Not only is it a solid piece of storytelling, but the novel also covers a very classified period of ONI operations, as readers are given a very detailed glimpse into the secretive and questionable procedures and actions employed in creating the successor to the Spartan-II’s. Including characters new and old, Ghosts of Onyx also introduces readers to a whole new world, and all the technology & threats that reside there.
Ghosts of Onyx is not just a standalone story, either. The recent-concluded Kilo-Five novel trilogy from Karen Traviss serves as a direct follow-on to Ghosts of Onyx, detailing the aftermath of the novel whilst smoothly connecting the events to the “present-day” story period being told in Halo 4 & beyond.
If you need a thrilling read that is both an excellent way to broaden your knowledge and enhance the story of more recent games, Ghosts of Onyx should be your first stop.
(Honorable mentions: Fall of Reach & First Strike – Both tell equally gripping stories of less-explored areas of the fiction, the former linking into Halo: Reach whilst the latter bridges the gap between Halo: CE & Halo 2. However, these are more historic stories and whilst are definitely both worth the read, they won’t necessarily bring readers up to date with events surrounding more recent games.)
4. Halo: Cryptum (Forerunner Trilogy)
Whilst sometimes criticized for being slow reads, Greg Bears Forerunner trilogy is more relevant to the Halo fiction now than ever.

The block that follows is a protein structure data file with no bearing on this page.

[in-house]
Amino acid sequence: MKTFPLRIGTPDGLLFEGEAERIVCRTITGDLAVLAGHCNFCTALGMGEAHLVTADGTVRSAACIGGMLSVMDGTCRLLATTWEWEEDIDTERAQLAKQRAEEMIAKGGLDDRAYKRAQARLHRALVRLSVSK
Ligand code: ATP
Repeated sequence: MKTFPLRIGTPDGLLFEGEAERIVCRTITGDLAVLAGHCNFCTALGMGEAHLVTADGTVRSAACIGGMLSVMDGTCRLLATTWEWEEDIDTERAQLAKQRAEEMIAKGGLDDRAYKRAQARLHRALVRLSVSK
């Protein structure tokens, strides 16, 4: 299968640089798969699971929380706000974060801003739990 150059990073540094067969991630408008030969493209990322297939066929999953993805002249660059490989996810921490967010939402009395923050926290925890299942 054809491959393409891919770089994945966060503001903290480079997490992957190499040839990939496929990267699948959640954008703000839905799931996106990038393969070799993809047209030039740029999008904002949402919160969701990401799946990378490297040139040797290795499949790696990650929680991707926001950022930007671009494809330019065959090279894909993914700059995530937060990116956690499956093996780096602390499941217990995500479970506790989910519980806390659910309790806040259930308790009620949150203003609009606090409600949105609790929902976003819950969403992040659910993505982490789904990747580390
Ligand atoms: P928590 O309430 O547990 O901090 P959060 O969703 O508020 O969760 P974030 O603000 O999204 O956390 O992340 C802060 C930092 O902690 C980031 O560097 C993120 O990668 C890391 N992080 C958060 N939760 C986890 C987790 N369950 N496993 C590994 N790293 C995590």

With Halo 4 pushing the characters of the Librarian and the Didact to the forefront of Halo’s story, and Halo 5 appearing to head even deeper into Forerunner territory, the Forerunners as a species are beginning to gain more and more exposure in the games. Prior to these games, the only knowledge players had of the Forerunners was that of their legacy, the Halo rings, Monitors, Sentinels and their final enemy – the Flood.
The Forerunner Trilogy engrosses the reader into the culture, traditions, technology and history of the Forerunners, and tells the stories of some of the most influential Forerunners of the time, as well as their inevitable fall.
If you want to familiarize yourself with the Forerunners, this trilogy is by far the best vessel. Though a little weak on pace, there is genuinely an excellent story contained within, and definitely worth your time.
5. Halo: Broken Circle
We’ve had novels about humanity’s part in Halo, we’ve had a trilogy that explores the history of the Forerunners and the Flood, now for something new. Halo: Broken Circle, released just last year, puts readers deep behind enemy lines and covers two important eras in Covenant history.
Very rarely have Halo fans seen the Halo Universe from a Covenant perspective, Halo 2 being one such instance and smaller examples have cropped up in written content. Broken Circle details the events surrounding the formation of the Covenant, an event only briefly mentioned in other fiction, whilst the second half takes place during the Great Schism and introduces a new major player in its events.
Broken Circle is the first in a glorious onslaught of new novels to be released prior to & around the launch of Halo 5: Guardians – give Broken Circle a read and don’t miss any of this year’s upcoming releases!
What was your favourite piece of written Halo Content? Are you looking forward to any new releases this year?
Let us know in the comments!